Astral Reflections: Tunji Adeniyi-Jones and Alayo Akinkugbe in conversation
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Tunji Adeniyi-Jones’s first UK solo show at Charleston Gallery was Astral Reflections, in which he explores how travel and movement has impacted the Black experience over centuries.
Tunji Adeniyi-Jones, 'Astral Reflections' (detail), 2021, Edition of 30, Six plate aquatint etching with soft ground and spit bite on white Somerset Satin paper, Plate size: 55.9 x 81.3 cm / Paper size: 76.2 x 111.8 cm © the artist. Photo White Cube (Stephen White & Co)
Drawing parallels with Duncan Grant’s vivid colour palette and expressive interest in the human form, these new works sat alongside the exhibition Duncan Grant: 1920 and continue Adeniyi-Jones’s exploration of rendering patterns, shapes and bodies in motion. Equally influential is the artist Ben Enwonwu, who Adeniyi-Jones cites as a continuous source of inspiration. Three of Enwonwu’s works were displayed alongside Astral Reflections. Like Enwonwu decades before him, Adeniyi-Jones experienced a British education in fine art, from the perspective of a Nigerian. Both of the artists studied at the Ruskin School of Art at the University of Oxford. Enwonwu studied there temporarily while the Slade was relocated during the Second World War and Adeniyi-Jones went on to study at Yale for his MFA.
Tunji Adeniyi-Jones, 'Two Figures Blooming', 2021, Watercolour, ink and acrylic on paper, 34.6 x 24.4 cm, © the artist. Photo White Cube (Stephen White & Co)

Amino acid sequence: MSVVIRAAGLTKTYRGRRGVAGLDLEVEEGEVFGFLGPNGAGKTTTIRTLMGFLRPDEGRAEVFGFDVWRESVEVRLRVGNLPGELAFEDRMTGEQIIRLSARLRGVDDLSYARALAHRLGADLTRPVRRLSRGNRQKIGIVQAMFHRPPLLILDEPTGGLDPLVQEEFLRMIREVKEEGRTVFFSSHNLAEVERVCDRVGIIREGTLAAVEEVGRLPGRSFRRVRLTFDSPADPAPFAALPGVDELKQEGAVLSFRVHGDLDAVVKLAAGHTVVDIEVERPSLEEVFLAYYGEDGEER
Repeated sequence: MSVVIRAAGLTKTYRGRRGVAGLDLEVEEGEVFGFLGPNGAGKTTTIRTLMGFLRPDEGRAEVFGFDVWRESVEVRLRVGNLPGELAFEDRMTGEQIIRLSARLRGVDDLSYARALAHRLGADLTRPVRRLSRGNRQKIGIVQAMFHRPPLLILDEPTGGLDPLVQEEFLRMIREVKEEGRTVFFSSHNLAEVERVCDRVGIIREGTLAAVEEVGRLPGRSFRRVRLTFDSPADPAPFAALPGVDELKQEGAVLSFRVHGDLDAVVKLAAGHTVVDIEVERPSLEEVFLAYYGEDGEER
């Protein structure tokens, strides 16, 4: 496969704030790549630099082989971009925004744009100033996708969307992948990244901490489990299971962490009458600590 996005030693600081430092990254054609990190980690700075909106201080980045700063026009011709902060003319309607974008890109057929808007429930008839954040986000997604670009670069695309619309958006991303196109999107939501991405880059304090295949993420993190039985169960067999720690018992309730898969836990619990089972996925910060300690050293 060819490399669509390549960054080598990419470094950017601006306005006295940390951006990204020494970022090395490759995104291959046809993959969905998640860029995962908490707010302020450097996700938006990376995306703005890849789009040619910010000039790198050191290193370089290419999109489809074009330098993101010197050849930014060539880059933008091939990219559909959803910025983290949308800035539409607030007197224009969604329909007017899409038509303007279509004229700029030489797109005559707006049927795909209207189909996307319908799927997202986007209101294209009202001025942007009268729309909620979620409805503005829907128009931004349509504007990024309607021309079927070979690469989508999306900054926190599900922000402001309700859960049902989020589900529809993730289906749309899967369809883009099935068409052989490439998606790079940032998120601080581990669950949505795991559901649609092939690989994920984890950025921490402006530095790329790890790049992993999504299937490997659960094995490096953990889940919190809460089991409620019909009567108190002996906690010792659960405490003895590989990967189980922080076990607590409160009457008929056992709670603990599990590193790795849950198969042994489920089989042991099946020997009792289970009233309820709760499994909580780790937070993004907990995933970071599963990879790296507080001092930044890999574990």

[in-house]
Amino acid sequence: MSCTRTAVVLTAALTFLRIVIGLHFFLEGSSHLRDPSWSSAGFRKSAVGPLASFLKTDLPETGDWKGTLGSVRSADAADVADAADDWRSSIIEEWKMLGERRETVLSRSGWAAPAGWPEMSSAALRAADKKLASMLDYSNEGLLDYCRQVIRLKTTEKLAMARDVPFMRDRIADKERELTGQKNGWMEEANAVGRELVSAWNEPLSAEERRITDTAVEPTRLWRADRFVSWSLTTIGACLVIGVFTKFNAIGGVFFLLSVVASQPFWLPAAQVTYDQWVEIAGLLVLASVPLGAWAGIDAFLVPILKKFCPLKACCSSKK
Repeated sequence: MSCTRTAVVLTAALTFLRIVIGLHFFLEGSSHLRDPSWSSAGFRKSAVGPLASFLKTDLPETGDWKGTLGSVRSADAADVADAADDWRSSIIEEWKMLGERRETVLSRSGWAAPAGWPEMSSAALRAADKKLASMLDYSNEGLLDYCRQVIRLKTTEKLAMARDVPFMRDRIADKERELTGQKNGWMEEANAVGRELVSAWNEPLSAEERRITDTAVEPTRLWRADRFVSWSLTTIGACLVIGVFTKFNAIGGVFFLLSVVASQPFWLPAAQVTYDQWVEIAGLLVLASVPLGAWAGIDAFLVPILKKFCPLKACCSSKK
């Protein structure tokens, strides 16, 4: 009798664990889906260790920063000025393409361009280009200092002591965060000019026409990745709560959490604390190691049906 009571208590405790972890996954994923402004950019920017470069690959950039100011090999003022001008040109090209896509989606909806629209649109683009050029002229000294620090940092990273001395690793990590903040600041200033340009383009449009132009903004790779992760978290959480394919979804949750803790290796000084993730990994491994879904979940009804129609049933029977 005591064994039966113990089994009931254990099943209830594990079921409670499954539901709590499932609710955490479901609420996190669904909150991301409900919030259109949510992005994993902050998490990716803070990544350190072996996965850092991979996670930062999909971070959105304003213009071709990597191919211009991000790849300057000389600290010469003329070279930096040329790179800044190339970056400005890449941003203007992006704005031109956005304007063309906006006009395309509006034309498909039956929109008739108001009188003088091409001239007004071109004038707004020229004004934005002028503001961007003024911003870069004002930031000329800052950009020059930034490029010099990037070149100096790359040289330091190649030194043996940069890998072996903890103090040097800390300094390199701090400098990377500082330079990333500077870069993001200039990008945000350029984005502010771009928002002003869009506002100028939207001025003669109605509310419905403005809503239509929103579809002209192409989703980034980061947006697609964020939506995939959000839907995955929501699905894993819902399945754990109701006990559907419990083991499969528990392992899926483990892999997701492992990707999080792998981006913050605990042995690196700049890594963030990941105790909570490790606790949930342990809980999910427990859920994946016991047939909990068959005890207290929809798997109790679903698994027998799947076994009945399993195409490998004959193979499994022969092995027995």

The notion of fragmentation and transition in Adeniyi-Jones' current solo exhibition corresponds with his interest in the ‘cultural crossovers between European art and West African art’. Enwonwu explored this in his own practice, using his British education to develop a kind of modern art that would divert from European ideals of modernism.
Being Yoruba, Adeniyi-Jones draws on aspects of indigenous religion. ‘I draw a great deal of inspiration from my Yoruba ancestry and heritage.’ he said, ‘Although I don’t practise the religion, there are many religious aspects to my paintings.’ He also refers to other indigenous West African religious practices in his works, citing Bwa (a society native to Burkina Faso) and Baule (one of the largest ethnicities in Ivory Coast) masks as influencing some of his figures.
Tunji Adeniyi-Jones: Born in 1992 and educated in the UK, he now lives and works in New York City. Growing up, he spent a lot of time between London and Lagos. In 2014 he received his Bachelors in Fine Arts from The Ruskin School of Art, Oxford University and MFA in painting/printmaking from Yale School of Art. His practice is inspired by the ancient history of West Africa and its attendant mythology, and by his Yoruba heritage. His paintings emerge from a perspective of what the artist describes as ‘cultural addition, combination and collaboration’. This year, his first solo museum exhibition ‘Astral Reflections’ was held at Charleston, East Sussex, UK. In 2021 he had a solo exhibition ‘That Which Binds Us’ at White Cube Bermondsey, and exhibited in London at The Perimeter in ‘Citizens of Memory’ curated by Aindrea Emelife and the Drawing Biennial 2021.
Alayo Akinkugbe graduated from the University of Cambridge with a BA in History of Art in 2021, and is currently undertaking an MA in Curating at the Courtauld Institute of Art. She is the founder of the Instagram platform, @ABlackHistoryOfArt, which highlights Black artists, sitters, curators and thinkers from art history and the present day. Her aim is to continually champion emerging and forgotten Black artists from across the globe and across all periods of art history, in a bid to change the way art is taught and presented in the West, in favour of a more global and inclusive approach.